I can still remember aspects of that job vividly, though: the smell of pipe tobacco and cardboard behind the counter, the tedium of running Lotto numbers, the period Top 40 radio omnipresent in the background (“When Doves Cry” and “Maneater” will always mean Spotswood Pharmacy to me), the low tips from our usual deliverees. I was constantly aware that in less than two months, my entire life would change: I’d get a car and move up to New Brunswick for college. The whole summer of 1984 felt like a strange holding pattern.
21st birthday: July 9, 1987, somewhere along Route 35, New Jersey. Went to see my friend Pamela‘s band, a Patti Smith/Raincoats-inspired foursome, at a club called Mingles somewhere along Route 35 (Hazlet? Sayreville?). In the 1980s, at least, a “Route 35 Club” was nowhere you wanted to find yourself if you were a nerdy, bespectacled college student. Picture the Crazy Horse, Adriana’s club on The Sopranos, and you’re pretty close – I can almost smell the pomade and polyester as I write. Pam’s band played in the “Down Under Club,” which was Mingles’ basement finished with a bar and some mirrors.
It was so cool being carded and ordering a legal drink. I never did get a fake ID, so up until now I had to just hope that they wouldn’t ask for ID at the door. The night took a huge downhill slide from there. The musty basement was conspicuously empty. The opening band (whom I sort of knew from Rutgers) did a heavy metal cover of “A Horse With No Name,” overdramatizing the chorus in proto-Tenacious D manner. “Na-na-NA! NA! Na-na-na-NA! Na-na-na-na-na-na-na-NA!!” It was hilarious and dire at once. By the time Pamela and her band went on, the audience consisted of two of the band’s family members and me. They dedicated a song to me, which was nice, but I felt awful for them. Allegedly the booking agent didn’t pay them, and at least one band member got a bottle thrown at him. It may have been the most depressing night I ever spent at a rock club. Welcome to the house of fun; now I’ve come of age.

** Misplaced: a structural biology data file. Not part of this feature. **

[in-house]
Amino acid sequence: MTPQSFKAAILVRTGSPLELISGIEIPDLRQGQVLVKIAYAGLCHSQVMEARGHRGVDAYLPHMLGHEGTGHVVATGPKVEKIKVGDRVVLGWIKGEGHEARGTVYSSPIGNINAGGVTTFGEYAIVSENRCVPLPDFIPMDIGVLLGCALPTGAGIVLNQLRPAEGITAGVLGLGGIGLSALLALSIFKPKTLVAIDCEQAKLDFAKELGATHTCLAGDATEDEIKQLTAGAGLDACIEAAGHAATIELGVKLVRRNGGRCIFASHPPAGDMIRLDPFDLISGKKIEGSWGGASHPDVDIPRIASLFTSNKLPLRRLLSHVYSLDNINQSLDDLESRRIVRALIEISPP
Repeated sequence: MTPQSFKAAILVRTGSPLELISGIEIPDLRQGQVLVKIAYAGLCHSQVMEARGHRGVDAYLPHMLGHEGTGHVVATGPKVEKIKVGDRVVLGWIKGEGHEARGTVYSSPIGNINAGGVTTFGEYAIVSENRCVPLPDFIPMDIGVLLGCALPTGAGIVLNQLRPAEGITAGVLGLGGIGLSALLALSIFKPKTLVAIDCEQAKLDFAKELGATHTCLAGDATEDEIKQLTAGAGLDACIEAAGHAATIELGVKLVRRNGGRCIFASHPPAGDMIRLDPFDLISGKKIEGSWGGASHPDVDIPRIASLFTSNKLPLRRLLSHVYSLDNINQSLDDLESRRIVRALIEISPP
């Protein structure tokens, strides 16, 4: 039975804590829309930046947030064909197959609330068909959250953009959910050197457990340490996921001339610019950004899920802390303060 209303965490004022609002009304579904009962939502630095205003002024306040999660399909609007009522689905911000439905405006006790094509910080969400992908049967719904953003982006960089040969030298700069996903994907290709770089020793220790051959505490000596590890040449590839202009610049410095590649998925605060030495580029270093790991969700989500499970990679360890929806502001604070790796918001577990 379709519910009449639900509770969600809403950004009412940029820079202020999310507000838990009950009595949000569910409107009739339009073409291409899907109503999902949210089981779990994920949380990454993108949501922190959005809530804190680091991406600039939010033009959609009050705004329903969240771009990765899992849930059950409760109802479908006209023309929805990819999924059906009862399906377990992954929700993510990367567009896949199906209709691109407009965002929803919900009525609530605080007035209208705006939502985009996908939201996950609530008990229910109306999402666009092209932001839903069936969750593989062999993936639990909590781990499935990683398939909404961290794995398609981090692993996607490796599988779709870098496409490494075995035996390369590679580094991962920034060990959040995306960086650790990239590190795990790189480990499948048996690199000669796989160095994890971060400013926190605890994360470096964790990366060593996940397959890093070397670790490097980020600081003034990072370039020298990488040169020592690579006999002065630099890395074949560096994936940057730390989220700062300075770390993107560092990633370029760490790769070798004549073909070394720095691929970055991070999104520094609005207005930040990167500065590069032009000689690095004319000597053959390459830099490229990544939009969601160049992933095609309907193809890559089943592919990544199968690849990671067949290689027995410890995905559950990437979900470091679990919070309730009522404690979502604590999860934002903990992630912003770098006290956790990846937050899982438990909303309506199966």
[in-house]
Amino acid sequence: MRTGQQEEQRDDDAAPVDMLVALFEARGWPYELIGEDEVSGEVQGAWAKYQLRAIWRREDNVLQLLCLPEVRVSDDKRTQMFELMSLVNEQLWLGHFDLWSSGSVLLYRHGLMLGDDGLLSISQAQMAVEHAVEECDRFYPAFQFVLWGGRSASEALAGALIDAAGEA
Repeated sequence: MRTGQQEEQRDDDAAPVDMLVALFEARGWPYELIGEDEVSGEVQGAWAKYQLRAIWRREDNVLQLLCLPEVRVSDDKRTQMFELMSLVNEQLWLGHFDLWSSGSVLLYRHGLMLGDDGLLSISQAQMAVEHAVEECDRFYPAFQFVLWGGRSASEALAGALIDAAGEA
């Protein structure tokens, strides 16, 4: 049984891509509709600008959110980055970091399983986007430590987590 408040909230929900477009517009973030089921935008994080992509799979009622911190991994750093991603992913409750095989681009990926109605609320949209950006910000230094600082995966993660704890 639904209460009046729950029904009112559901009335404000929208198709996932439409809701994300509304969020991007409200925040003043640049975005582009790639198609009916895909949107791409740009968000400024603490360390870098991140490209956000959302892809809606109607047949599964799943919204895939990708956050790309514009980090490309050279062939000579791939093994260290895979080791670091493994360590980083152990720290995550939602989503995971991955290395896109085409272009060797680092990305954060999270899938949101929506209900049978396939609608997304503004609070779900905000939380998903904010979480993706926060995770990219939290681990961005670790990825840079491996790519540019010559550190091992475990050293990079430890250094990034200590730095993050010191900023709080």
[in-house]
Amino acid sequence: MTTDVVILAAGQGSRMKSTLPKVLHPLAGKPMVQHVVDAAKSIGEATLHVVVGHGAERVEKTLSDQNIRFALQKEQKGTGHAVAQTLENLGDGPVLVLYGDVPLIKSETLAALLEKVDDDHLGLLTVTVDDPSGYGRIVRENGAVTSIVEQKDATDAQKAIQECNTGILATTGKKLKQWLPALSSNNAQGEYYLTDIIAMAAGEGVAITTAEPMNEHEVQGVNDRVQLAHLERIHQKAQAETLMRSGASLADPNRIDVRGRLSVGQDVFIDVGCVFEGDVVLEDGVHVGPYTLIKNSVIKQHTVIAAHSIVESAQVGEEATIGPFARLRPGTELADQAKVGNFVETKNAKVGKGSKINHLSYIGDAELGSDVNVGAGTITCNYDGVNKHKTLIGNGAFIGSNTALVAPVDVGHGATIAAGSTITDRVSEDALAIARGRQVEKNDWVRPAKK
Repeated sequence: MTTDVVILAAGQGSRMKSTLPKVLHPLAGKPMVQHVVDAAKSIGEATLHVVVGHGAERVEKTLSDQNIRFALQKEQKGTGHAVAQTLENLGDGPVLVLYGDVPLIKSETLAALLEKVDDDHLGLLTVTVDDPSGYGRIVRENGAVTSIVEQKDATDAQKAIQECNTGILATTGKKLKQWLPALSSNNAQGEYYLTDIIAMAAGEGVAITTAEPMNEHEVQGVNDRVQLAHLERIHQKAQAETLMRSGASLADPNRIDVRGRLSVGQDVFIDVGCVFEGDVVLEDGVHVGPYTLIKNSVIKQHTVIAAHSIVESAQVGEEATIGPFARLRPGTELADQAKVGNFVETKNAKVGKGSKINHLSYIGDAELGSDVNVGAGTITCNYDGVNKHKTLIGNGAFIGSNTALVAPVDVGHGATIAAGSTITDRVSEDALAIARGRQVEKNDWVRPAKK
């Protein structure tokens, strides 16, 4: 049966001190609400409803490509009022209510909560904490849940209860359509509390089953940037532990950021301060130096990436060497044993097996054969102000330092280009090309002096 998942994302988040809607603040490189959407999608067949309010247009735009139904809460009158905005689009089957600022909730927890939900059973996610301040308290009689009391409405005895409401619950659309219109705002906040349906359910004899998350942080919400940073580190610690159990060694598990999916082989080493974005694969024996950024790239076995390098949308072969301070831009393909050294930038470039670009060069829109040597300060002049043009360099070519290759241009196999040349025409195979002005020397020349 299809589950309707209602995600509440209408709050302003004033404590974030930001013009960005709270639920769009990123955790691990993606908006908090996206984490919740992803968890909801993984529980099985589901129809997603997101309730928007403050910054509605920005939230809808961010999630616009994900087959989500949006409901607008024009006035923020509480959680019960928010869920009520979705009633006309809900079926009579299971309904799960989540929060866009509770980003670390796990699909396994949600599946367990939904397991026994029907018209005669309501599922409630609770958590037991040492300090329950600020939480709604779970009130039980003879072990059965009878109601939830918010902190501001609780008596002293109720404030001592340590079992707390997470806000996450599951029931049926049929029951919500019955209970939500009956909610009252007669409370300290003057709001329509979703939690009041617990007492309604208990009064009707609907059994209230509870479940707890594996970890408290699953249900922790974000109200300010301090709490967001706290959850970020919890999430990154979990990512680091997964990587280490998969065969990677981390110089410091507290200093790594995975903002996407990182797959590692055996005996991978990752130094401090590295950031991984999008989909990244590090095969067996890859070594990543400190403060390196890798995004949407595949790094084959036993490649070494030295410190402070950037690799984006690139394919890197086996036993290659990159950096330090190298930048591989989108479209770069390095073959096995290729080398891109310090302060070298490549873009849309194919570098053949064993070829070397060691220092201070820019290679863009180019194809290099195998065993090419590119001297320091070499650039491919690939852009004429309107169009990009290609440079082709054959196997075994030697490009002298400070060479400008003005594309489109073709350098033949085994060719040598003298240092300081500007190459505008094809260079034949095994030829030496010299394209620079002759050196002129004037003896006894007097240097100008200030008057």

30th birthday: July 9, 1996, New York, NY. No idea what I was doing on the actual day, but I remember where I was at that month. My landlord had just given me notice that she was selling the apartment where I’d lived those past four years, and I had no idea where I was going to live. I had been dating this girl for a month or so, but I already knew that it wasn’t working out. I was working at VH1, vaguely dissatisfied and wondering how I was going to get myself out from there. Thanks largely to the Internet, I’d recently fallen in with a group of friends, acquaintances and drinking partners after going to shows by myself for years. My grandmother died; I spent the night before the funeral drinking in the West Village with some friends. I saw Neutral Milk Hotel a bunch of times, as they were living in town. Little did I know how much change was around the corner – not nearly as tumultuous as 1984, but life-changing nonetheless.
40th birthday: July 9, 2006, St. Louis, MO. I spent the morning with my wife and two children. Esther really enjoyed helping me open presents. I have to say I really made out well with presents: my haul included a turntable that automatically digitizes vinyl records, a CARE package of Tastykakes, some coffee, a nice set of iPod speakers (from my mom), and more. In the afternoon I wrote a paper for Civil Practice. Later we all went out for ice cream (I had a free Maggie Moo’s coupon) and I’ve just had my cake. Esther was nonstop funny as is her wont these days. Abby went to sleep with very little problem. I feel content and relaxed as I write.